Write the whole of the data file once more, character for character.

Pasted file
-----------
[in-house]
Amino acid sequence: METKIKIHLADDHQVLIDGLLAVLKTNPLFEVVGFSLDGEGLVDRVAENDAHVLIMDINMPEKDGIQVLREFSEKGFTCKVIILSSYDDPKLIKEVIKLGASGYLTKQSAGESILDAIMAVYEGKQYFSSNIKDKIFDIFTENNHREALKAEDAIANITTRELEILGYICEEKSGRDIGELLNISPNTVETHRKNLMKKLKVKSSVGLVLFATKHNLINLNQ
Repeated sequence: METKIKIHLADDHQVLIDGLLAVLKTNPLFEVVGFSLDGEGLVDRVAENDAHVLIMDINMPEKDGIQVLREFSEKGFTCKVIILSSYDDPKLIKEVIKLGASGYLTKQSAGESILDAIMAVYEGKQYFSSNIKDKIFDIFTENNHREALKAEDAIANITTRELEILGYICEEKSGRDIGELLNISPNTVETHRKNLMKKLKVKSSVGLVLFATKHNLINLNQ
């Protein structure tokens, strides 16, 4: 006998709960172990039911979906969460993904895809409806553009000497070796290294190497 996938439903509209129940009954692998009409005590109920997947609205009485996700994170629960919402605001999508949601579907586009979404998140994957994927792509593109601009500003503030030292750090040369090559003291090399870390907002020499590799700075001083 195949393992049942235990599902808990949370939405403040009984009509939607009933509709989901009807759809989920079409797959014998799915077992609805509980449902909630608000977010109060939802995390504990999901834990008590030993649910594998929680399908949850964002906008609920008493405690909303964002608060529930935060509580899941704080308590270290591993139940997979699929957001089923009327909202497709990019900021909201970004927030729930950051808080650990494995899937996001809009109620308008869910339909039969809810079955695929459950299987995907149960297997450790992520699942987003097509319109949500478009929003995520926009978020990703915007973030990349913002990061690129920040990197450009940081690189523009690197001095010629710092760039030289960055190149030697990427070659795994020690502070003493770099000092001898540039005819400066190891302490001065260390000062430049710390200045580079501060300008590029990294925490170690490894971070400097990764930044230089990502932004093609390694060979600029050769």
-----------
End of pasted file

[in-house]
Amino acid sequence: METKIKIHLADDHQVLIDGLLAVLKTNPLFEVVGFSLDGEGLVDRVAENDAHVLIMDINMPEKDGIQVLREFSEKGFTCKVIILSSYDDPKLIKEVIKLGASGYLTKQSAGESILDAIMAVYEGKQYFSSNIKDKIFDIFTENNHREALKAEDAIANITTRELEILGYICEEKSGRDIGELLNISPNTVETHRKNLMKKLKVKSSVGLVLFATKHNLINLNQ
Repeated sequence: METKIKIHLADDHQVLIDGLLAVLKTNPLFEVVGFSLDGEGLVDRVAENDAHVLIMDINMPEKDGIQVLREFSEKGFTCKVIILSSYDDPKLIKEVIKLGASGYLTKQSAGESILDAIMAVYEGKQYFSSNIKDKIFDIFTENNHREALKAEDAIANITTRELEILGYICEEKSGRDIGELLNISPNTVETHRKNLMKKLKVKSSVGLVLFATKHNLINLNQ
């Protein structure tokens, strides 16, 4: 006998709960172990039911979906969460993904895809409806553009000497070796290294190497 996938439903509209129940009954692998009409005590109920997947609205009485996700994170629960919402605001999508949601579907586009979404998140994957994927792509593109601009500003503030030292750090040369090559003291090399870390907002020499590799700075001083 195949393992049942235990599902808990949370939405403040009984009509939607009933509709989901009807759809989920079409797959014998799915077992609805509980449902909630608000977010109060939802995390504990999901834990008590030993649910594998929680399908949850964002906008609920008493405690909303964002608060529930935060509580899941704080308590270290591993139940997979699929957001089923009327909202497709990019900021909201970004927030729930950051808080650990494995899937996001809009109620308008869910339909039969809810079955695929459950299987995907149960297997450790992520699942987003097509319109949500478009929003995520926009978020990703915007973030990349913002990061690129920040990197450009940081690189523009690197001095010629710092760039030289960055190149030697990427070659795994020690502070003493770099000092001898540039005819400066190891302490001065260390000062430049710390200045580079501060300008590029990294925490170690490894971070400097990764930044230089990502932004093609390694060979600029050769």